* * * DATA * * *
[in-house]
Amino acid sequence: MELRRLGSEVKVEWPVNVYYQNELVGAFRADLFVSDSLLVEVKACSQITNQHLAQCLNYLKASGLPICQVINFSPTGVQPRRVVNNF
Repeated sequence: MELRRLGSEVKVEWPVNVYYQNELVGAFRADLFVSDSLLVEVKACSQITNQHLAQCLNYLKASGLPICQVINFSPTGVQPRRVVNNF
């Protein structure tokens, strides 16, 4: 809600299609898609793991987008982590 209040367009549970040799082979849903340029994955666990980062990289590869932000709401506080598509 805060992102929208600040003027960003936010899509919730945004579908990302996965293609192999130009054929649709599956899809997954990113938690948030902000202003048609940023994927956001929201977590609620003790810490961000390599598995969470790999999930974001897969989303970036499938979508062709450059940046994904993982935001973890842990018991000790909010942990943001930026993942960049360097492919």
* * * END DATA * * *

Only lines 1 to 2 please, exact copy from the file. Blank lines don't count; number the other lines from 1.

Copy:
[in-house]
Amino acid sequence: MELRRLGSEVKVEWPVNVYYQNELVGAFRADLFVSDSLLVEVKACSQITNQHLAQCLNYLKASGLPICQVINFSPTGVQPRRVVNNF